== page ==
I haven’t been handling change well at all this week.
It disrupts me; makes me feel unsafe. This is especially the case when I don’t have a ‘fallback’ script. And uncertainty is even worse.
So I thought I’d explain more about exactly what I mean when I say that I need a script. It’s not like learning lines in a play; more like writing computer code.
Every situation for me is like an individual macro, or series of linked macros. They run well, most of the time. Like any VBA code I write, they may not necessarily be written in the most efficient way but – assuming I have enough spare processing power – they shouldn’t cause things to run too slowly.
And in normal circumstances, that’s fine.
To illustrate this, here’s a very simplified flowchart of the script I use when I go into Brighton for a regular Saturday morning appointment (I did start writing this in code, but then thought that may be rather too niche).
When a change is introduced, it introduces a bug into the code. There’s a mental ‘error message’ and I need to work out how to fix the script.
Even if I’ve been in similar situations before, it can take a little bit of time to identify the bits of code I need to plug into the current macro. If I need to write new code, it takes rather longer.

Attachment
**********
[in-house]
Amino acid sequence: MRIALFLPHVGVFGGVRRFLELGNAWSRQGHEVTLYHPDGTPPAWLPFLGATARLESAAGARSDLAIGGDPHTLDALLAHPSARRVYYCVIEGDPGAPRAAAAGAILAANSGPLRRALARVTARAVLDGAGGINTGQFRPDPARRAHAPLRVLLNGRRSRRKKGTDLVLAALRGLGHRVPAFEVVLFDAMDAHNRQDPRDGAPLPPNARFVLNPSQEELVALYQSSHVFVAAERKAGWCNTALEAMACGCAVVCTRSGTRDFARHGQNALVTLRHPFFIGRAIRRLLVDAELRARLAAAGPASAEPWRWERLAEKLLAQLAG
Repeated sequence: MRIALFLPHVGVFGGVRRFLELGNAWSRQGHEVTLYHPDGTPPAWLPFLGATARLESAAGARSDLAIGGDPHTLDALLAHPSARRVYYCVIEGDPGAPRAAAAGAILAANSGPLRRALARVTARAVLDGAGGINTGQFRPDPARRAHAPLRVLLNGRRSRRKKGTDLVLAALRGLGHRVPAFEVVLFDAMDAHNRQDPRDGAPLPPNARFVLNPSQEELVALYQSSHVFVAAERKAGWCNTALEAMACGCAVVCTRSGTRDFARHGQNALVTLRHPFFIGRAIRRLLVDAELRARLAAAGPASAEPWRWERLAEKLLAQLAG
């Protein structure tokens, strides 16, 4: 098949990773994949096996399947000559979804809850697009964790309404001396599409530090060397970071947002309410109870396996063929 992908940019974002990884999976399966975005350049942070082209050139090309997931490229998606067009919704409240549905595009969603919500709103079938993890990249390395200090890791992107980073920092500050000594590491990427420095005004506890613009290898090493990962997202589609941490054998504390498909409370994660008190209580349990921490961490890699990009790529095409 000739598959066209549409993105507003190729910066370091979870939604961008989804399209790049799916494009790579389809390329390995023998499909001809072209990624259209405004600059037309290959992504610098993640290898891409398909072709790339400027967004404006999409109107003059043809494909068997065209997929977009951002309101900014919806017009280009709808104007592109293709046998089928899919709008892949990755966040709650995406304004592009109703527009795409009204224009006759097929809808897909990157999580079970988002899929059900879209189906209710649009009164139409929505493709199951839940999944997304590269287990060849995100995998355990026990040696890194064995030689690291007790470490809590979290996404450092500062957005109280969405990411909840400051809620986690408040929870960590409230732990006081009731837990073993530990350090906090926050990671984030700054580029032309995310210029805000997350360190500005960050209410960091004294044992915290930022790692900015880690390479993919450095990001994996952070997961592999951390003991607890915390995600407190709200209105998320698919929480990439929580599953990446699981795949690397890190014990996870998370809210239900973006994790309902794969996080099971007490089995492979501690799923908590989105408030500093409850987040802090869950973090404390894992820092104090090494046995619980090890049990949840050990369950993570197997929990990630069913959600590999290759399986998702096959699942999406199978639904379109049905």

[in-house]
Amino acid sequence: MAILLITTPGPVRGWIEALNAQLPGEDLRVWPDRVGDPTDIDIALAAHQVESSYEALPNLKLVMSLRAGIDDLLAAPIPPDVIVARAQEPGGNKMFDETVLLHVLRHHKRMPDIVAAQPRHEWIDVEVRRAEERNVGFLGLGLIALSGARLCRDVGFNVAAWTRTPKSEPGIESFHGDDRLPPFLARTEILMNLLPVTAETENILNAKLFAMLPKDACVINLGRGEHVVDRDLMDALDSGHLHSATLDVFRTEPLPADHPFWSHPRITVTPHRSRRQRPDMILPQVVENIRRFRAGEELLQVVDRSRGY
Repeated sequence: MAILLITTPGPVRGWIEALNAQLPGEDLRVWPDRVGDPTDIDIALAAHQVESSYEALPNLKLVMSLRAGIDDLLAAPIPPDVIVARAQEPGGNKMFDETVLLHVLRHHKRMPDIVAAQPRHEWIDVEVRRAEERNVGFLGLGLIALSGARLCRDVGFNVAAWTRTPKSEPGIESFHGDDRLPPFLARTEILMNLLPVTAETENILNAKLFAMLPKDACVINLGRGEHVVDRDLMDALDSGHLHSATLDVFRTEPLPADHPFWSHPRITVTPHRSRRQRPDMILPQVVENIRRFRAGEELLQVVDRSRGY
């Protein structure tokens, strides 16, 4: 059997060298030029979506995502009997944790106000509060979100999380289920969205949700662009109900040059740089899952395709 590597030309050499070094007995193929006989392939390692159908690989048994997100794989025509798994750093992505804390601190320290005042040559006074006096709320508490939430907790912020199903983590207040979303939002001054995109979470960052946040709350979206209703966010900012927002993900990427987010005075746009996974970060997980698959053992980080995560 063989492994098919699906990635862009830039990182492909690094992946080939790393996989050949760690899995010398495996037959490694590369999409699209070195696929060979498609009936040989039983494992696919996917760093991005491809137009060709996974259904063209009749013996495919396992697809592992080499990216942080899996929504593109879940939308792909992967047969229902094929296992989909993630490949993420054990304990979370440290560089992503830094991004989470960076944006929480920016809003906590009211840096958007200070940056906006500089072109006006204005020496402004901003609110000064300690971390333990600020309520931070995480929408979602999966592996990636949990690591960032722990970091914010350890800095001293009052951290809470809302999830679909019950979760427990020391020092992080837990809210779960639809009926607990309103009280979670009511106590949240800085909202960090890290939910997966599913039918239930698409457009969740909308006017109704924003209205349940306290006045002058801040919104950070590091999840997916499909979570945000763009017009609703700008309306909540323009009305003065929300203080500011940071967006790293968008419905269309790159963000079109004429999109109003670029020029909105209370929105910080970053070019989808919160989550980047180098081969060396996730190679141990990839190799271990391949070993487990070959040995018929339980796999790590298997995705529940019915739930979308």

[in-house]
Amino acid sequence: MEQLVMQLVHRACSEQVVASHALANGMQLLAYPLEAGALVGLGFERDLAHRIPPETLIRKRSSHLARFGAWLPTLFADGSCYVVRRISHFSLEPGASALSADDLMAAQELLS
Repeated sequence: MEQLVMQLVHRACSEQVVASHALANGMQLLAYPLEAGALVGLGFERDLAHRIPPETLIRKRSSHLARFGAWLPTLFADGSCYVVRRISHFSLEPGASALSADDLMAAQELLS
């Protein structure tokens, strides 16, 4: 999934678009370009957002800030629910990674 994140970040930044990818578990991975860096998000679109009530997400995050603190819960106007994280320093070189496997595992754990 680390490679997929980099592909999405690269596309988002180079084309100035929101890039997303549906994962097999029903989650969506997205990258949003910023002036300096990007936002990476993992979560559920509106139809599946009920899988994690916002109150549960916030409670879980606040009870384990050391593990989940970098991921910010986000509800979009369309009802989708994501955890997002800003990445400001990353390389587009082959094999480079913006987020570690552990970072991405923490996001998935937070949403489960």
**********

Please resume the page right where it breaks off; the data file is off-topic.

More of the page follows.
When I’m debugging my mental macros, it helps to have binary choices. So, for example, last Saturday the train stopped for an unknown period at Preston Park station.
My ‘normal’ script says that I need to stay on the train until Brighton. But the points failure introduced uncertainty into the whole thing. I can’t deal with uncertainty, so I needed to rewrite this quite quickly. I did this through a series of choices:
Choice 1: stay on the train or leave the train
That one’s easy. Staying = uncertainty = unacceptable
Choice 2: bus or walk
A conditional decision here: if there is a bus due in 10 minutes or less then I will catch the bus, if not I will walk.
Choice 3: get off the bus or stay on for longer
This choice is more complex but I know this area of Brighton quite well, so have more data to make an informed choice. The decision is to get off the bus as soon as current time + projected walking time = appointment time.
However, some situations I can’t fix without assistance. There can be a number of reasons for this. I may not know what commands to use. The code has too many variables and I can’t keep them straight in my head. Or someone may react in a way I don’t anticipate and haven’t yet defined.
I’m still adding to my library of scripts. Completely new situations don’t come up that often. But the more scripts I accumulate, the longer it can take to find the right script. Maybe the next thing to work on is how to index more effectively; unfortunately – and this is where the analogy falls down – I don’t think it’s possible to upgrade my brain to one with a faster processor…